The experience of loss is ubiquitous in human life, but its nature and impact have great variations. When loss is phase-specific, expected, and accompanied by compensatory supplies, it can lead to ego growth. When loss is untimely, unexpected, and unaccompanied by environmental 'holding,' it becomes traumatic and needs clinical attention.
This edited volume brings together a distinguished cadre of international contributors in order to explain the multifaceted and nuanced nature of loss from a variety of different perspectives. These clinicians, administrators, and writers delineate the great variability in the setting, antecedents, and consequences of loss. Development-facilitating and development-impeding losses are addressed and so are the losses that seem inevitable as one moves from childhood through adolescence and young adulthood to midlife and old age. Loss experienced by institutional organizations and war-torn societies is also examined. The book’s ultimate focus is clinical: it highlights the many technical dilemmas in working with grieving patients and offers therapeutic strategies aimed at ameliorating their anguish.
Loss: Developmental, Cultural, and Clinical Realms will appeal to psychoanalysts and psychotherapists both in practice and training from a variety of different backgrounds.
Table of Contents
Ackowledgments; About the Editors and Contributors; Introduction; Part I: Developmental Realm; 1. Normative and Traumatic Loss in Childhood (Ann Smolen); 2. Actual, Inevitable, and Invisible Losses during Adolescence (Jennifer Mariko Neuwalder); 3. Loss during Middle and Old Age (Julian Stern); Part II: Cultural Realm; 4. Loss in Organizations (Philip Stokoe); 5. The Spectrum of Loss in War-torn Societies (Aleksander Dimitrijevic); 6. A Poetics of Loss (Martina Kolb); 7. Three Movies Focusing on Loss and Bereavement (Salman Akhtar & Beverly Shin); Part III: Clinical Realm; 8. Loss as the Relational Basis of the Self and the Politics of Mourning (Clara Mucci); 9. Manifestations and Management of Childhood Parental Loss in Adult Patients (Salman Akhtar); 10. Loss, Need, and Omnipotence (Suzanne Benser); 11. Between Diagnosis and Death (Isil Vahip); 12.Therapists’ Reactions to Patients’ Death (Sybil Houlding); References; Index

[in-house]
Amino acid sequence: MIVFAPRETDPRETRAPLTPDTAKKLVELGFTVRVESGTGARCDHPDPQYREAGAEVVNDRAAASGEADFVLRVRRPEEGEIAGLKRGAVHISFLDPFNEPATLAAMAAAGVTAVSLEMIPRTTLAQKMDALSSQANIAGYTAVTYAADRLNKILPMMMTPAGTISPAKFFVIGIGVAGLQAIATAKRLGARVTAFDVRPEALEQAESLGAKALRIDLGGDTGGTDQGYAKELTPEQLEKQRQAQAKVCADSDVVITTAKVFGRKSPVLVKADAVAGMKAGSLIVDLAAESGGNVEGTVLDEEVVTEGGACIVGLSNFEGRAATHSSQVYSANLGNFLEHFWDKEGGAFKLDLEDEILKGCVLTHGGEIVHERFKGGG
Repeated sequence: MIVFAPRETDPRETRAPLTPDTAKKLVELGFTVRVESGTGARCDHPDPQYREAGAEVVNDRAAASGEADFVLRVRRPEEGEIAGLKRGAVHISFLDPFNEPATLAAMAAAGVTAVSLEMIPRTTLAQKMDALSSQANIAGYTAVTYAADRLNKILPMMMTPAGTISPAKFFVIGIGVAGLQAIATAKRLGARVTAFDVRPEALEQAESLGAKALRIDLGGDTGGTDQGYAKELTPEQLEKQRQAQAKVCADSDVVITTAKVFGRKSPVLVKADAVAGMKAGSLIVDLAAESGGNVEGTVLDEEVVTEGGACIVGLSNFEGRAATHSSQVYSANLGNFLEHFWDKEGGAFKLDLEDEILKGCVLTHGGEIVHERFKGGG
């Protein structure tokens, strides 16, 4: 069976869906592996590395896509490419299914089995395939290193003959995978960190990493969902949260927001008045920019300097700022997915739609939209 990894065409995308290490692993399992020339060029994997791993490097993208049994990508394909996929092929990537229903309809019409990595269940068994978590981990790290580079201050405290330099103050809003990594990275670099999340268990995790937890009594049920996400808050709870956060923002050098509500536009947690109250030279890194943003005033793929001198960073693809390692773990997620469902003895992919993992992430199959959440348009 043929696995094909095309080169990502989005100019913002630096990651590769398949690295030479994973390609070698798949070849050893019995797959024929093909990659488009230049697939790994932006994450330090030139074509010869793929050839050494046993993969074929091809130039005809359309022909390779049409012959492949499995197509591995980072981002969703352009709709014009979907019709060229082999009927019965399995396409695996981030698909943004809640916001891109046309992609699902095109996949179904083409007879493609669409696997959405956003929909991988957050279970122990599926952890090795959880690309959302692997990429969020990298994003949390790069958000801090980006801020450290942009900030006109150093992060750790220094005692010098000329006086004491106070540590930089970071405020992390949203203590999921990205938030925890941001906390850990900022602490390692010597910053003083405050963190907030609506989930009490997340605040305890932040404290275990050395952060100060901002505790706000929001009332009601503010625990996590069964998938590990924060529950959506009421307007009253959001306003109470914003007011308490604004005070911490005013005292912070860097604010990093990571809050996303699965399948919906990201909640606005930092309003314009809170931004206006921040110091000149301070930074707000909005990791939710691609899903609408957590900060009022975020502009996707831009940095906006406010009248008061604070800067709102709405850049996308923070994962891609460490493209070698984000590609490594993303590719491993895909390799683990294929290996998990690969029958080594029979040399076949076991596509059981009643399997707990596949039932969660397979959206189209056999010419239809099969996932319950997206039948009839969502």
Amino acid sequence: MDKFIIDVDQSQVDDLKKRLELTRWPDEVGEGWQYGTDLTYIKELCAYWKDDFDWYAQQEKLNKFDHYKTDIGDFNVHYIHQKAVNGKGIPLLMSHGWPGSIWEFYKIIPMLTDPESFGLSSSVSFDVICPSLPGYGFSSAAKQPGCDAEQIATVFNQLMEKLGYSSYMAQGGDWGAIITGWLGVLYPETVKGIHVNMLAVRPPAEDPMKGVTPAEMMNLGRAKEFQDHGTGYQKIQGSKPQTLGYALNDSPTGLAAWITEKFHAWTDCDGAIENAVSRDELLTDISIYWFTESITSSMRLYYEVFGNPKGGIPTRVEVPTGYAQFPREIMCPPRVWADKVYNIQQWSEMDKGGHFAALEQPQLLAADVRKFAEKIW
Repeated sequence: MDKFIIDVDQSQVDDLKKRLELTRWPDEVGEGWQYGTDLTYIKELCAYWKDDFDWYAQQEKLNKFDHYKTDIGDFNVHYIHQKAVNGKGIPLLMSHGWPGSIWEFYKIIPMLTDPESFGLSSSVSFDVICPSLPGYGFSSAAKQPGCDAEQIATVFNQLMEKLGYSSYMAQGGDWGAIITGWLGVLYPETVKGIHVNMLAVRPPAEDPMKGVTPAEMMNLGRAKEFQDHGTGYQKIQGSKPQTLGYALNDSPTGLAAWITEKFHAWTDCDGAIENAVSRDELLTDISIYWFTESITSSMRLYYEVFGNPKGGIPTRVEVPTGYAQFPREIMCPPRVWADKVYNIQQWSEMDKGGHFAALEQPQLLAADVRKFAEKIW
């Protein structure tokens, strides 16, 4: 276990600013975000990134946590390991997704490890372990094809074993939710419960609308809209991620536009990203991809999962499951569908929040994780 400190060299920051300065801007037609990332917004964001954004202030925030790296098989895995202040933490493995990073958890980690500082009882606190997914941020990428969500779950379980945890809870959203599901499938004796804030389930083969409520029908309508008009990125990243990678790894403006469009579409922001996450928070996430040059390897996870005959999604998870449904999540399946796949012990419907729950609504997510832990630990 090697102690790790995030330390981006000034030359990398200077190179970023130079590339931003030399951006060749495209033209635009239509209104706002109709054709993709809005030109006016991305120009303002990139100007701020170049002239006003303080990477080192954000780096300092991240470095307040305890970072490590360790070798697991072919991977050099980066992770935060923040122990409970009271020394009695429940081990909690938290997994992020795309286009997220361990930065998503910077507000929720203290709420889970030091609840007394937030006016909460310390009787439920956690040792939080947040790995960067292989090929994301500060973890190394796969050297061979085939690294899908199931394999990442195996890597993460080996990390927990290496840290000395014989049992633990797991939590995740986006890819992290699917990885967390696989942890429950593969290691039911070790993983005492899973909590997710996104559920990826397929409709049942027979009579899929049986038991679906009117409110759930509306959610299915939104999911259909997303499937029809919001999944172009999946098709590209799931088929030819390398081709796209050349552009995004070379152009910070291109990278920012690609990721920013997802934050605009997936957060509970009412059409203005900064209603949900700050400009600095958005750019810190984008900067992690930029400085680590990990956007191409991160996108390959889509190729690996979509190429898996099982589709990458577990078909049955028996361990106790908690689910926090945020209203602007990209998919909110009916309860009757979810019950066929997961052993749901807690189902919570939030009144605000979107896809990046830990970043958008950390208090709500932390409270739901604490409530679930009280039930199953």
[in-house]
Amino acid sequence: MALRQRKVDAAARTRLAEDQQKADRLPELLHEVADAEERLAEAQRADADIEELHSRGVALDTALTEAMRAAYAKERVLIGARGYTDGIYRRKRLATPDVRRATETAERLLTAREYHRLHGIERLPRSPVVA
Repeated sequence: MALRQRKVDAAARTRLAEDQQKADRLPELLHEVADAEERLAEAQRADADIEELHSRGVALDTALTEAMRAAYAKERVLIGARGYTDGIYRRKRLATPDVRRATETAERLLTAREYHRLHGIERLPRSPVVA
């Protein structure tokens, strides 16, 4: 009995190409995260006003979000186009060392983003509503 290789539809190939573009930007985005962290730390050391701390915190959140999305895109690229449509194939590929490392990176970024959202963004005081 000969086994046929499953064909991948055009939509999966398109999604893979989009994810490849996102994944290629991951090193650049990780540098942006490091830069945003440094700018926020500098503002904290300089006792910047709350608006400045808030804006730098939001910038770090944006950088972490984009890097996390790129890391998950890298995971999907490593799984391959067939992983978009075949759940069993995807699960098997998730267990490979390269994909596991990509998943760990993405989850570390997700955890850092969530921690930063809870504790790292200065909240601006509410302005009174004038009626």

Salman Akhtar is Professor of Psychiatry at Jefferson Medical College and a Training and Supervising Analyst at the Psychoanalytic Center of Philadelphia. He has 98 books to his credit and received the prestigious Sigourney Award in 2012.
"This collection of essays addresses the universal challenge of loss, something that none of us escapes in our lives. The editor and contributors elucidate the pain of loss and subsequent mourning states in varied contexts: loss of crucial parts of oneself, loss of love relationships, loss of one’s prized possessions, loss of one’s home, and loss of one’s country. The pre-existing central ideals in this realm are further elaborated and theoretically fine-tuned. This promises the reader a deeper understanding of a crucial human experience ‒ one we encounter at every turn in our work…and in our own lives. This book is well-worth reading." Henri Parens, MD, Professor of Psychiatry, Thomas Jefferson University, Training and Supervising Analyst, Psychoanalytic Center of Philadelphia
"In this wide ranging and comprehensive contribution to psychoanalysis and social science, Salman Akhtar and his contributors highlight the impact of different types of loss: normative, traumatic, actual, inevitable and invisible loss. They extend the scope of loss from individuals to organizations and war ravaged societies. The contributors exemplify their proposals with the help of poignant clinical vignettes, poetry, and powerful cinematic representations of mourning and loss. By fleshing out the important dynamics and multilayered consequences of loss, this book offers the reader an exceptionally rich intellectual and emotional experience. A must read!" Shahrzad Siassi, PhD, Training and Supervising, Newport Psychoanalytic Institute, Faculty Member, New Center for Psychoanalysis, Los Angeles